The International Energy Agency (“IEA”) slashed its 2008 oil demand projections by 240,000 barrels a day and its 2009 oil demand projections by 440,000 barrels a day late last week. Clearly, we didn’t need the IEA to tell us that demand for oil has declined since the price of Oil is over $60 per barrel off its June 2008 peak based on WTI’s close of $77.99 on Friday. The obvious question is, where does Oil go from here?
We believe the longer term supply side argument remains intact. Despite the massive investment over the last five years in exploration, worldwide oil production has not been able to keep pace with demand growth, which ostensibly (along with a weak US$ and inflationary global monetary policy) drove the price of Oil well above its marginal cost. Nonetheless, it is likely that the “Trend” in oil remains lower, in the intermediate term.
In theory, commodities should be priced based on their marginal cost and we believe fundamentally that oil will trade back to that level of $60/$65 per barrel. There is also a case to be made that in a recessionary scenario and in an environment where investors are seeking liquidity due to margin calls, that oil overshoots to the downside.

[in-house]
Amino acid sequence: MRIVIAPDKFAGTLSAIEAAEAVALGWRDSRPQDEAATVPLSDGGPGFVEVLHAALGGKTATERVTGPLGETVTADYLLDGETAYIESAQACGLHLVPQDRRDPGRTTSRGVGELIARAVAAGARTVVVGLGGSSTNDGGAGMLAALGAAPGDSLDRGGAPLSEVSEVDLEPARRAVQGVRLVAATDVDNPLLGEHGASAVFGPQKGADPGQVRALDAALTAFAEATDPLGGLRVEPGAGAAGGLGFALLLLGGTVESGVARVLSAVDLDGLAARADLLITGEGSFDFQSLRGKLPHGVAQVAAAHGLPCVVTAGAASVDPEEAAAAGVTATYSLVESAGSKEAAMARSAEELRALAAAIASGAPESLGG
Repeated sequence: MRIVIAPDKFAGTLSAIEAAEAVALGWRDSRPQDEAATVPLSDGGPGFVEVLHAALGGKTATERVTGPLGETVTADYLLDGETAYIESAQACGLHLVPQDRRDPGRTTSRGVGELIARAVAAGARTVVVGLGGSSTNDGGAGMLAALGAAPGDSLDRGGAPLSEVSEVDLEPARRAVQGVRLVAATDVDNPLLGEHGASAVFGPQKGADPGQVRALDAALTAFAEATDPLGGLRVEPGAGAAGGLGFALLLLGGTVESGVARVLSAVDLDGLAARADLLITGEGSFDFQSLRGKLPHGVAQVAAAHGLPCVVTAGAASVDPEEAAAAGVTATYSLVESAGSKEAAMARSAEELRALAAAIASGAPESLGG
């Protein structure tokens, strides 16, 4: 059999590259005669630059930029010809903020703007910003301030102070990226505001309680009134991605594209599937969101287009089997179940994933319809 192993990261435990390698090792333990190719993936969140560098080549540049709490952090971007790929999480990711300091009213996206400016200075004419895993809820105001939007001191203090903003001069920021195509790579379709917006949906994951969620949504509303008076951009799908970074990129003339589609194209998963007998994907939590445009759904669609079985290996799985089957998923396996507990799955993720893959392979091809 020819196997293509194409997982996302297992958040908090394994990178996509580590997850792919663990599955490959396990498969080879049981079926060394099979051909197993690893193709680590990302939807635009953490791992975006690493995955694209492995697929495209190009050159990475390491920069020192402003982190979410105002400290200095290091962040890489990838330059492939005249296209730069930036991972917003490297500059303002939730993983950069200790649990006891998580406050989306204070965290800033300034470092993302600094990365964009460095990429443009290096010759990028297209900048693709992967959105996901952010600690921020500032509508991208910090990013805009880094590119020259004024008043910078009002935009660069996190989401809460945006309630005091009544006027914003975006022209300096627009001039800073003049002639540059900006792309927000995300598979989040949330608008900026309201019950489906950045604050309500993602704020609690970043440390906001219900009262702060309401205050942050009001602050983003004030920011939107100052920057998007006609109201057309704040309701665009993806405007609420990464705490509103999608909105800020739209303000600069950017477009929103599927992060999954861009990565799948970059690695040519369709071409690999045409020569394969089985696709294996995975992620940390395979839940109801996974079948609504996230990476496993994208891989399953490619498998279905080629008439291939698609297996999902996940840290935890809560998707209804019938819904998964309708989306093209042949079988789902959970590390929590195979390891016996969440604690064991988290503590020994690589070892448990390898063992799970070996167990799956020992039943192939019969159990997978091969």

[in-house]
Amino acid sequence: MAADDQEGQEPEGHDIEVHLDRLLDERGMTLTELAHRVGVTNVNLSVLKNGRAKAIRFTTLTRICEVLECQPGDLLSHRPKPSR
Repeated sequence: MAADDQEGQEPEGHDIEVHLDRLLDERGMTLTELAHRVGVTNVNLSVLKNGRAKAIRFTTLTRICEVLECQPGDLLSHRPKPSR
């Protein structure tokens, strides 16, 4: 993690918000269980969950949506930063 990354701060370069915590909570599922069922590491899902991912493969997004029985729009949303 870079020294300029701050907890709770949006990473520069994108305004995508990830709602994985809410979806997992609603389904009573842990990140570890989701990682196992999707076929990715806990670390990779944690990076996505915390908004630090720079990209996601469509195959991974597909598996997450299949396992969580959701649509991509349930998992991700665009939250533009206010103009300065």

As oil and other commodities decline, many opportunities will arise that you should be proactively focused on. Howard Penney has been discussing on his portal, and in our morning meetings, the potentially massive benefit on year over year cost comparisons for restaurants. Other industries that are key beneficiaries to declining energy costs are airlines, chemicals, and energy intensive manufacturing industries like paper and packaging, etc…
Attached below are our new levels for Oil:
1. Friday’s closing price of $77.99 is immediate term “Trade” oversold
2. Oversold bounce resistance to be sold into = $90.88
3. Downside “Trend” (intermediate term) target = $71.57
Chart courtesy of StockCharts.com